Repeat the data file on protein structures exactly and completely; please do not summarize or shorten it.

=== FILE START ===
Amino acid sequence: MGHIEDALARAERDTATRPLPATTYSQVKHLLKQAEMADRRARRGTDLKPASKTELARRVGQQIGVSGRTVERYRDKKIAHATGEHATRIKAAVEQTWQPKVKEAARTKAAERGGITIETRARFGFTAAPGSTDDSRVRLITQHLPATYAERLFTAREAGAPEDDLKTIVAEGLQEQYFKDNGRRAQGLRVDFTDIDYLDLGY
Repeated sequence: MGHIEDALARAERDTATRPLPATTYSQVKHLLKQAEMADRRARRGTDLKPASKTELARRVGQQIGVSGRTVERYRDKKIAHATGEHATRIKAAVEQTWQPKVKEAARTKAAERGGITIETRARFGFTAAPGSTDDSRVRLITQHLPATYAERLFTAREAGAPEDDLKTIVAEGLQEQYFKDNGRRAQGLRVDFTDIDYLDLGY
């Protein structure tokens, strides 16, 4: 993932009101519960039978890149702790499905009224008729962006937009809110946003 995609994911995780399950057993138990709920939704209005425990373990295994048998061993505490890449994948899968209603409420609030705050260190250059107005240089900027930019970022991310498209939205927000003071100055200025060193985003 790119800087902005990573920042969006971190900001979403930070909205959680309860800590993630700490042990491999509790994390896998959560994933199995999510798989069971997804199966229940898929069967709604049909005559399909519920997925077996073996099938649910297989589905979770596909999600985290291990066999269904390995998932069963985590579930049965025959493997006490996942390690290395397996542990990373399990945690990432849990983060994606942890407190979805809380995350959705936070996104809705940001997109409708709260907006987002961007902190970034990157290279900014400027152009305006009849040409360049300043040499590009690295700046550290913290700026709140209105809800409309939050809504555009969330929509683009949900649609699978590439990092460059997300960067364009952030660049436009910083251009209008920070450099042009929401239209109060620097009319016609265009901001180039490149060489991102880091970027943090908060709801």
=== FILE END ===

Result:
Amino acid sequence: MGHIEDALARAERDTATRPLPATTYSQVKHLLKQAEMADRRARRGTDLKPASKTELARRVGQQIGVSGRTVERYRDKKIAHATGEHATRIKAAVEQTWQPKVKEAARTKAAERGGITIETRARFGFTAAPGSTDDSRVRLITQHLPATYAERLFTAREAGAPEDDLKTIVAEGLQEQYFKDNGRRAQGLRVDFTDIDYLDLGY
Repeated sequence: MGHIEDALARAERDTATRPLPATTYSQVKHLLKQAEMADRRARRGTDLKPASKTELARRVGQQIGVSGRTVERYRDKKIAHATGEHATRIKAAVEQTWQPKVKEAARTKAAERGGITIETRARFGFTAAPGSTDDSRVRLITQHLPATYAERLFTAREAGAPEDDLKTIVAEGLQEQYFKDNGRRAQGLRVDFTDIDYLDLGY
């Protein structure tokens, strides 16, 4: 993932009101519960039978890149702790499905009224008729962006937009809110946003 995609994911995780399950057993138990709920939704209005425990373990295994048998061993505490890449994948899968209603409420609030705050260190250059107005240089900027930019970022991310498209939205927000003071100055200025060193985003 790119800087902005990573920042969006971190900001979403930070909205959680309860800590993630700490042990491999509790994390896998959560994933199995999510798989069971997804199966229940898929069967709604049909005559399909519920997925077996073996099938649910297989589905979770596909999600985290291990066999269904390995998932069963985590579930049965025959493997006490996942390690290395397996542990990373399990945690990432849990983060994606942890407190979805809380995350959705936070996104809705940001997109409708709260907006987002961007902190970034990157290279900014400027152009305006009849040409360049300043040499590009690295700046550290913290700026709140209105809800409309939050809504555009969330929509683009949900649609699978590439990092460059997300960067364009952030660049436009910083251009209008920070450099042009929401239209109060620097009319016609265009901001180039490149060489991102880091970027943090908060709801």